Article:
This is as good a behind-the-scenes for contemporary publishing as I've read. I'm a Keith Gessen fan. I think he can really turn a phrase, but more importantly for a work like this, he has a brain that can handle the complex web of relationships, connections, and constituencies involved in producing a book like The Art of Fielding. Highly recommended for anyone who wants an entertaining and yet still thorough account of the literary side of publishing. One note: There's so much focus on the mone This is as good a behind-the-scenes for contemporary publishing as I've read. I'm a Keith Gessen fan. I think he can really turn a phrase, but more importantly for a work like this, he has a brain that can handle the complex web of relationships, connections, and constituencies involved in producing a book like The Art of Fielding. Highly recommended for anyone who wants an entertaining and yet still thorough account of the literary side of publishing. One note: There's so much focus on the money The Art of Fielding made, and I would like to recommend that anyone who reads this also read Gessen's excellent "Money" as a kind of antidote. I will be chased off the site for saying this, maybe, but I don't really think $650,000 is that much money -- on a per-hour basis -- for the work that went into the book. That's not to say that the publisher should've paid more, but merely that this does not make Chad Harbach overpaid in any way shape or form. For more on the realities of book advances (even biggish ones), also check out Emily Gould's "More than $1K Worth of Clothes I'll Never Wear Again."

  2. 4 out of 5

    Louise

    Holy moly. It's very rare that I finish a book and feel like I *must* post my 5-star review of it on Goodreads right away, but here I am. First thing's first. Don't let the boring title and cover throw you off. This is a very good case for how a book with a mundane title can still have compelling content. The entire title of the book is "Vanity Fair's How a Book is Born: The Making of The Art of Fielding" but I think it should be "Vanity Fair's How a Book is Born: and How to Write a Book to Get Yo Holy moly. It's very rare that I finish a book and feel like I *must* post my 5-star review of it on Goodreads right away, but here I am. First thing's first. Don't let the boring title and cover throw you off. This is a very good case for how a book with a mundane title can still have compelling content. The entire title of the book is "Vanity Fair's How a Book is Born: The Making of The Art of Fielding" but I think it should be "Vanity Fair's How a Book is Born: and How to Write a Book to Get You to Buy Another Book" Right after I'm done writing this review, I'm off to purchase The Art of Fielding and I don't even understand baseball! Despite working at Goodreads, I was never that interested in the business and politics of traditional book publishing, which is why it took me this long to read this book. Luckily, the book is the perfect length -- short and sweet. It makes for an exciting read, kind of like the way Michael Lewis made the banking industry sound exciting in The Big Short.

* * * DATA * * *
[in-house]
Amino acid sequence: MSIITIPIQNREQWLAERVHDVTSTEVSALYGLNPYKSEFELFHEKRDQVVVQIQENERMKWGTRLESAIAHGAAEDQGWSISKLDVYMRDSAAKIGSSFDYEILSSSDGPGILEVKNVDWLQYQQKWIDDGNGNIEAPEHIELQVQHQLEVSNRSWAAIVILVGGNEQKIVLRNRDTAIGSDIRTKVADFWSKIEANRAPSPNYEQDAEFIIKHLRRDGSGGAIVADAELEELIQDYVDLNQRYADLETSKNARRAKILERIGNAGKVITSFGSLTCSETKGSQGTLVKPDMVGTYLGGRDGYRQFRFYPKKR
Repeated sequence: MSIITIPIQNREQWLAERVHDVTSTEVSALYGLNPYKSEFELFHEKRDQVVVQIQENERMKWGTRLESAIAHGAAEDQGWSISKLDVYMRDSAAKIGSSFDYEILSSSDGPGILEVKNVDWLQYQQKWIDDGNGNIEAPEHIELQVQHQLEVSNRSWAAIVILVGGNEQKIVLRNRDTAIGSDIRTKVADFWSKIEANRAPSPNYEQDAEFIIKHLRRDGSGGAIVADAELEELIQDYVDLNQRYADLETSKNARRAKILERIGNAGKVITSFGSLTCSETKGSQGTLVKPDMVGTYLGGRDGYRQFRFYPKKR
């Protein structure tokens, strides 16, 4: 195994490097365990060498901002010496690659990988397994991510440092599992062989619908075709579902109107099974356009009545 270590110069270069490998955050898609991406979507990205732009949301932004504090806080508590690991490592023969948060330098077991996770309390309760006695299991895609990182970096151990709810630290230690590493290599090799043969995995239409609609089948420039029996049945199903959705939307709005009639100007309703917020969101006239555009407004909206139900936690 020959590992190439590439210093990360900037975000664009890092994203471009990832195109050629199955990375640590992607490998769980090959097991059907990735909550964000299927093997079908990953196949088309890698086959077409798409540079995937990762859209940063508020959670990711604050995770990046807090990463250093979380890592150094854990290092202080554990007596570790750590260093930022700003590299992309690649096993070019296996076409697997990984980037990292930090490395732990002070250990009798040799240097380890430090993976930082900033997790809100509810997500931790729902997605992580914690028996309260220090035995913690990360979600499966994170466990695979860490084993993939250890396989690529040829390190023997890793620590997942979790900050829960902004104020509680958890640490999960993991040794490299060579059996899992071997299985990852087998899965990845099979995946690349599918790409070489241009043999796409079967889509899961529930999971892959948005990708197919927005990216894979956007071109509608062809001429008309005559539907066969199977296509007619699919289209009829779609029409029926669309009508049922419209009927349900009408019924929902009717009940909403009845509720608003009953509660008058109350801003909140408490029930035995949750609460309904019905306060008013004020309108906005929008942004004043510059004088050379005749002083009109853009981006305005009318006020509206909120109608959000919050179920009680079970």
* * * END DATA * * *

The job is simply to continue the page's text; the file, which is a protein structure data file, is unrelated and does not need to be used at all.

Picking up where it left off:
3. 5 out of 5

    Phil Brody

    I read "The Art of Fielding" a few months back and really enjoyed it (you can read my review for that book here also). Last week, a friend told me about "How a Book is Born: The Making of The Art of Fielding" and I immediately picked it up. With my debut novel ("The Holden Age of Hollywood") hitting bookshelves in August, I was very interested in this behind-the-scenes look at how "The Art of Fielding" came to be and how it became a best seller. And the book did not disappoint. I loved it and co I read "The Art of Fielding" a few months back and really enjoyed it (you can read my review for that book here also). Last week, a friend told me about "How a Book is Born: The Making of The Art of Fielding" and I immediately picked it up. With my debut novel ("The Holden Age of Hollywood") hitting bookshelves in August, I was very interested in this behind-the-scenes look at how "The Art of Fielding" came to be and how it became a best seller. And the book did not disappoint. I loved it and could have read another 300 pages -- it was that good. The book is a very thorough look at the journey a book takes -- from writing to re-writing, querying to finding an agent, bidding wars to marketing. And it also explores the amazing changes going on in the industry since the inception of Amazon and the Kindle. I'd recommend it to any and every writer I know as it really does provide a lot of insight into the craft of writing and the uphill battle of getting published. The one thing I'd recommend is to read novel before this tell-all because the latter will make you want to read the former, but the latter also contains many spoilers of the former. You've been warned. Now go get both books!